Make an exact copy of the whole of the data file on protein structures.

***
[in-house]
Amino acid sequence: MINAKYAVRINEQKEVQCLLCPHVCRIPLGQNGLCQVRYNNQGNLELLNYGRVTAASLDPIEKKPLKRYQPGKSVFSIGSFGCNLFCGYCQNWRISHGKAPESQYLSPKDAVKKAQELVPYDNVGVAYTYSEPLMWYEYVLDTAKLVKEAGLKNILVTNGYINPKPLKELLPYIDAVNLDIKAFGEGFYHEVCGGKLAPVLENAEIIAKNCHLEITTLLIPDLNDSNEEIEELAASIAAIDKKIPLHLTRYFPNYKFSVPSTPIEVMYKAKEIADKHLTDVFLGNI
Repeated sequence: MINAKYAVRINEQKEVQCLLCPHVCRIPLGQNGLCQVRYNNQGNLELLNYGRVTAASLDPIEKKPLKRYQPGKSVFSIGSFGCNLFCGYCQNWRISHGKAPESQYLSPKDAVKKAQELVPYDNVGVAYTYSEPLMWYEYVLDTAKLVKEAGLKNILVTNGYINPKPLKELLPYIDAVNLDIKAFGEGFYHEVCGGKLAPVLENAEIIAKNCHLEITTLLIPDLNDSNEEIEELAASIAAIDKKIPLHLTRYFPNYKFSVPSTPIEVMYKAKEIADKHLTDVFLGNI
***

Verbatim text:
[in-house]
Amino acid sequence: MINAKYAVRINEQKEVQCLLCPHVCRIPLGQNGLCQVRYNNQGNLELLNYGRVTAASLDPIEKKPLKRYQPGKSVFSIGSFGCNLFCGYCQNWRISHGKAPESQYLSPKDAVKKAQELVPYDNVGVAYTYSEPLMWYEYVLDTAKLVKEAGLKNILVTNGYINPKPLKELLPYIDAVNLDIKAFGEGFYHEVCGGKLAPVLENAEIIAKNCHLEITTLLIPDLNDSNEEIEELAASIAAIDKKIPLHLTRYFPNYKFSVPSTPIEVMYKAKEIADKHLTDVFLGNI
Repeated sequence: MINAKYAVRINEQKEVQCLLCPHVCRIPLGQNGLCQVRYNNQGNLELLNYGRVTAASLDPIEKKPLKRYQPGKSVFSIGSFGCNLFCGYCQNWRISHGKAPESQYLSPKDAVKKAQELVPYDNVGVAYTYSEPLMWYEYVLDTAKLVKEAGLKNILVTNGYINPKPLKELLPYIDAVNLDIKAFGEGFYHEVCGGKLAPVLENAEIIAKNCHLEITTLLIPDLNDSNEEIEELAASIAAIDKKIPLHLTRYFPNYKFSVPSTPIEVMYKAKEIADKHLTDVFLGNI